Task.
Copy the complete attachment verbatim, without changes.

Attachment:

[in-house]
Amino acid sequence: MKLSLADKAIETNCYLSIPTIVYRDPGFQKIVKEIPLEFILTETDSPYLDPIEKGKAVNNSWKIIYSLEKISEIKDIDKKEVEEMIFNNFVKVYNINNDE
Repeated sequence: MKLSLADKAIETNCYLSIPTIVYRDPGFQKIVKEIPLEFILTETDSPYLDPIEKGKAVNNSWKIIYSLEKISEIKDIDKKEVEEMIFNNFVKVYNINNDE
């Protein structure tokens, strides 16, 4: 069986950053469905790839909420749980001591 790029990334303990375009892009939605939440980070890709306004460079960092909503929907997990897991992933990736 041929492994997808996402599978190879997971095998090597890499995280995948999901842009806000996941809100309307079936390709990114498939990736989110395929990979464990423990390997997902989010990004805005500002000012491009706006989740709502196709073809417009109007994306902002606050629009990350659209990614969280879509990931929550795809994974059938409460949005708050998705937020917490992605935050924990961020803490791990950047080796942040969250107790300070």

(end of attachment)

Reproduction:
[in-house]
Amino acid sequence: MKLSLADKAIETNCYLSIPTIVYRDPGFQKIVKEIPLEFILTETDSPYLDPIEKGKAVNNSWKIIYSLEKISEIKDIDKKEVEEMIFNNFVKVYNINNDE
Repeated sequence: MKLSLADKAIETNCYLSIPTIVYRDPGFQKIVKEIPLEFILTETDSPYLDPIEKGKAVNNSWKIIYSLEKISEIKDIDKKEVEEMIFNNFVKVYNINNDE
């Protein structure tokens, strides 16, 4: 069986950053469905790839909420749980001591 790029990334303990375009892009939605939440980070890709306004460079960092909503929907997990897991992933990736 041929492994997808996402599978190879997971095998090597890499995280995948999901842009806000996941809100309307079936390709990114498939990736989110395929990979464990423990390997997902989010990004805005500002000012491009706006989740709502196709073809417009109007994306902002606050629009990350659209990614969280879509990931929550795809994974059938409460949005708050998705937020917490992605935050924990961020803490791990950047080796942040969250107790300070």